Words for a thoughtful gardener

 

On Sunday, September 30, 2012, the Arboretum hosted its second annual Tent Symposium. This event is held in the Arboretum’s South Meadow under a glorious multi-peaked white tent that houses an elegant fundraising gala, Magic in the Meadow, the evening before. The mood of happy anticipation was justified with the advertised lineup of speakers, the beautiful day, and the glorious setting, but it was evident too that the previous evening’s dazzle seemed to remain in the air. 


Reflecting upon my comments to welcome the afternoon’s first speaker, DC-based landscape architect Thomas Rainer, I realized how much his work reflects the lessons Adkins Arboretum is teaching about the importance of protecting and creating landscapes for human health and well-being. Here is my welcome and introduction.

 

Ellie Altman

Executive Director, Adkins Arboretum

 

 

Welcome to the Arboretum’s second annual tent symposium. Is there a better place to be on a beautiful fall Sunday afternoon, enjoying fresh air and listening to two celebrated gardeners talk about what they love? To be inspired to become celebrated gardeners ourselves—good stewards of the earth. This is Sunday School at its best. If anyone should ask why you weren’t in church today, explain that you had a conflict with church today because you were at Sunday School.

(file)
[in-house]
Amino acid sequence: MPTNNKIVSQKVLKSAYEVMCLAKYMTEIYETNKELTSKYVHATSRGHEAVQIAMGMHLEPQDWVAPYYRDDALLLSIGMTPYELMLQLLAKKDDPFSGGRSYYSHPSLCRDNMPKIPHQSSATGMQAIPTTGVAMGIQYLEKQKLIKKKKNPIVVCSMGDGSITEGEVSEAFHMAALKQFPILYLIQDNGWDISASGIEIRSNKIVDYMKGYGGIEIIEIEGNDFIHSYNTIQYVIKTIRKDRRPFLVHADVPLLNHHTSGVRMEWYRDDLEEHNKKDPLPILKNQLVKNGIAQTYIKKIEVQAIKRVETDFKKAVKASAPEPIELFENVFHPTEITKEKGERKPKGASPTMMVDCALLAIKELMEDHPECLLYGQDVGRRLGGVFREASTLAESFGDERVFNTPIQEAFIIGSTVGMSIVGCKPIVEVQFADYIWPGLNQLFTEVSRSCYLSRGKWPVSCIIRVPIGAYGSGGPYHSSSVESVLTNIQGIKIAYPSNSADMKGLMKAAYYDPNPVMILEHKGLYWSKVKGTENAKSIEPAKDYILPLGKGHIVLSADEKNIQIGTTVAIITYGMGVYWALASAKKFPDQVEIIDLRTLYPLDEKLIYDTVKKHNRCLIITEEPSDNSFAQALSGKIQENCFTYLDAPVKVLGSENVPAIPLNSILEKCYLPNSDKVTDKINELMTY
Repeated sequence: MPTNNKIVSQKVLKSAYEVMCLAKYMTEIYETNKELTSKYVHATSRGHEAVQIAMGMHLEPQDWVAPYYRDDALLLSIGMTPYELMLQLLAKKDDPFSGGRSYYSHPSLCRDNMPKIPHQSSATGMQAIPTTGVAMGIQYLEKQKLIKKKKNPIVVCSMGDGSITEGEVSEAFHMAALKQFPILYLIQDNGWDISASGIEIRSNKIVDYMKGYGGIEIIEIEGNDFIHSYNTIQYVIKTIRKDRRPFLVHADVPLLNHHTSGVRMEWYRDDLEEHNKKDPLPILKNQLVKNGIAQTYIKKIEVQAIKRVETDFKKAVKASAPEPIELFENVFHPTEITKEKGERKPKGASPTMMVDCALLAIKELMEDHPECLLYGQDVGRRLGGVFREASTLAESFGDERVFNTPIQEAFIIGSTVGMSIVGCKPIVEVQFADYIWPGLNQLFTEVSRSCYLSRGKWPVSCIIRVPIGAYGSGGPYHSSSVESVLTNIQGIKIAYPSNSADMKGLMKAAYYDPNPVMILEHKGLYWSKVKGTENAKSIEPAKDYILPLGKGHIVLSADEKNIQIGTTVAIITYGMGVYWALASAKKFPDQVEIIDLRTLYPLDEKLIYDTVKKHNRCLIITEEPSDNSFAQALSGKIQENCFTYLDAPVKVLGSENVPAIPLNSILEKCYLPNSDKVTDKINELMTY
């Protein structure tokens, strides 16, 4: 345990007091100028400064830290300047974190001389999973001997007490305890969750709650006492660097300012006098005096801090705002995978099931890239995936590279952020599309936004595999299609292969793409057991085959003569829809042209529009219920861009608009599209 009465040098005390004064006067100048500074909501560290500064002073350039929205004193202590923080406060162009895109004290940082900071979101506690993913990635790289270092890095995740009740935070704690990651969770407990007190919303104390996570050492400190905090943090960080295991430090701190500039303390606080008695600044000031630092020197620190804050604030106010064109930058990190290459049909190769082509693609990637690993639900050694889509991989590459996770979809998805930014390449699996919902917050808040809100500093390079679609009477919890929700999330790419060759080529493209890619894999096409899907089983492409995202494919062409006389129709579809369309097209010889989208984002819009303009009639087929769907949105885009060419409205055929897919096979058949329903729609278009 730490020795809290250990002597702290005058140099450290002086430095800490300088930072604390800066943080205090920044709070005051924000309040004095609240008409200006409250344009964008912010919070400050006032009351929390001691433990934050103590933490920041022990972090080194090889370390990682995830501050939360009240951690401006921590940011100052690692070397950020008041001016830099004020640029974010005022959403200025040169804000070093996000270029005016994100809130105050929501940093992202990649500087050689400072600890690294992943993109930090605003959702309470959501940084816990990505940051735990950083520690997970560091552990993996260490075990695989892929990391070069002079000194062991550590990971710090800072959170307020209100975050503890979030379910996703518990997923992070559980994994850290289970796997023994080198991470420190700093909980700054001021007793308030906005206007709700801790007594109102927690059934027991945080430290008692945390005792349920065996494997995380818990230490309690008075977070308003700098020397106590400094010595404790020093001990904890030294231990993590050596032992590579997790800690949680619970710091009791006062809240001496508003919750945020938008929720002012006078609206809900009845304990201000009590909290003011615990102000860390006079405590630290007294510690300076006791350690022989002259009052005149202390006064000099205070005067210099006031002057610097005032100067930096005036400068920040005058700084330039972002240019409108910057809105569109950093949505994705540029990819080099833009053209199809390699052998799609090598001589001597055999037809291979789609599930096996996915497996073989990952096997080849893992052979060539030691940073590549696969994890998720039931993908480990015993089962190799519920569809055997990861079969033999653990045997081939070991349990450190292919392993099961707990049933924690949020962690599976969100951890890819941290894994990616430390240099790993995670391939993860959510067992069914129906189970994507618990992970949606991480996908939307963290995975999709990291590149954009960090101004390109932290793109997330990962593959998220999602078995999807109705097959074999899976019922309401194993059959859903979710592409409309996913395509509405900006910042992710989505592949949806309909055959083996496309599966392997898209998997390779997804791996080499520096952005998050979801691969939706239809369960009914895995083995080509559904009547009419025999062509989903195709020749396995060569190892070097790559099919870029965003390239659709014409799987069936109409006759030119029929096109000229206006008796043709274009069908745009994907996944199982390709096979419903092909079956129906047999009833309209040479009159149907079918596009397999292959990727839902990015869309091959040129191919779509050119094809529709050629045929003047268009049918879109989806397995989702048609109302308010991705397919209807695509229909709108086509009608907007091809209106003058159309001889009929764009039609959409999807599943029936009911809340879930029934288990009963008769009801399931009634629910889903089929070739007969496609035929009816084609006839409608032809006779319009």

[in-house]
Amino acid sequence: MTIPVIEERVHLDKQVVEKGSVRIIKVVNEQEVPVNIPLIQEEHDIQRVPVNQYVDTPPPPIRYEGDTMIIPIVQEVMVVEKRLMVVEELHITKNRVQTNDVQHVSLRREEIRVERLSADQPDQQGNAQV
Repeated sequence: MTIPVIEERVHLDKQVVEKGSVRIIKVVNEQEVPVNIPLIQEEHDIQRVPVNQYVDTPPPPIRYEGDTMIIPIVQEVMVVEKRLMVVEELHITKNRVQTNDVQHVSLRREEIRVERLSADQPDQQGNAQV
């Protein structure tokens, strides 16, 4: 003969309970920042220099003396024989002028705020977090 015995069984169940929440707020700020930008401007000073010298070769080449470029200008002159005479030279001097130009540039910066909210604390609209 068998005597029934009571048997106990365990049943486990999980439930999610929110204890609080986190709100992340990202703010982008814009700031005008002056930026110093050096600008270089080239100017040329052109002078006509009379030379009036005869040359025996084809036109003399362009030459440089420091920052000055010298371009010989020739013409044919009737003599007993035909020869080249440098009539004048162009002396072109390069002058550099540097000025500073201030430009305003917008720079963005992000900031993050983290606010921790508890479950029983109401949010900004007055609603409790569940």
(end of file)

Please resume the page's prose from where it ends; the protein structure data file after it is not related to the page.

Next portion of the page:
Now to introduce our first speaker, Landscape Architect, blog writer extraordinaire, Thomas Rainer.

 

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Thomas Rainer dares to be politically incorrect by balancing aesthetic goals with the ecological goals of gardening with plants. He has not been willing to accept that gardening with native plants means living with wildness that some of the year is frankly a mess and some of the year barren. He has raised the standards for creating stunning gardens with natives. He is leading the pendulum back from its swing toward a single focus on wildlife habitat to a balance that recognizes the need to create habitat for humans as well as wildlife. He is committed to being forthright and honest with the public that gardening with natives is not a no-maintenance proposition. Gardening is work and weeding, pruning, deadheading, dividing, mulching. Planting and transplanting are gardening tasks – gardens require gardening.

 

Thomas is a thoughtful gardener. If you are not a regular reader of his blog, I highly recommend your signing up to receive his pearls of wisdom at groundeddesign.com.

 

 

 

 

 

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